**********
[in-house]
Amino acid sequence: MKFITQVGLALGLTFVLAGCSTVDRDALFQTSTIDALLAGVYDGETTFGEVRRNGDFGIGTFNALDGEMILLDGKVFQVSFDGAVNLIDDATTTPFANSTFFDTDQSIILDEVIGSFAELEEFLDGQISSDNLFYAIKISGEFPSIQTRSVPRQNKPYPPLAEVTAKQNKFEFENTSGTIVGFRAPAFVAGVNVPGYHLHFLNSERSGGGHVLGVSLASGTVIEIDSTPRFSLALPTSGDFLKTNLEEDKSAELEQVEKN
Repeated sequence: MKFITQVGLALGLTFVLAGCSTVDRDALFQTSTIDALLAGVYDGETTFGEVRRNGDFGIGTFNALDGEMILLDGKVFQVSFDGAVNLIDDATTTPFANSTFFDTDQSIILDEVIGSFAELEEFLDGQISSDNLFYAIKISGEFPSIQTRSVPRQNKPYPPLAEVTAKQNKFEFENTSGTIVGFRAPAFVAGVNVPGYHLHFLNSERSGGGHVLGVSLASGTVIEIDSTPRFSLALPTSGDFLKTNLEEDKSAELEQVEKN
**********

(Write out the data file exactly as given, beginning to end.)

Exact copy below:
[in-house]
Amino acid sequence: MKFITQVGLALGLTFVLAGCSTVDRDALFQTSTIDALLAGVYDGETTFGEVRRNGDFGIGTFNALDGEMILLDGKVFQVSFDGAVNLIDDATTTPFANSTFFDTDQSIILDEVIGSFAELEEFLDGQISSDNLFYAIKISGEFPSIQTRSVPRQNKPYPPLAEVTAKQNKFEFENTSGTIVGFRAPAFVAGVNVPGYHLHFLNSERSGGGHVLGVSLASGTVIEIDSTPRFSLALPTSGDFLKTNLEEDKSAELEQVEKN
Repeated sequence: MKFITQVGLALGLTFVLAGCSTVDRDALFQTSTIDALLAGVYDGETTFGEVRRNGDFGIGTFNALDGEMILLDGKVFQVSFDGAVNLIDDATTTPFANSTFFDTDQSIILDEVIGSFAELEEFLDGQISSDNLFYAIKISGEFPSIQTRSVPRQNKPYPPLAEVTAKQNKFEFENTSGTIVGFRAPAFVAGVNVPGYHLHFLNSERSGGGHVLGVSLASGTVIEIDSTPRFSLALPTSGDFLKTNLEEDKSAELEQVEKN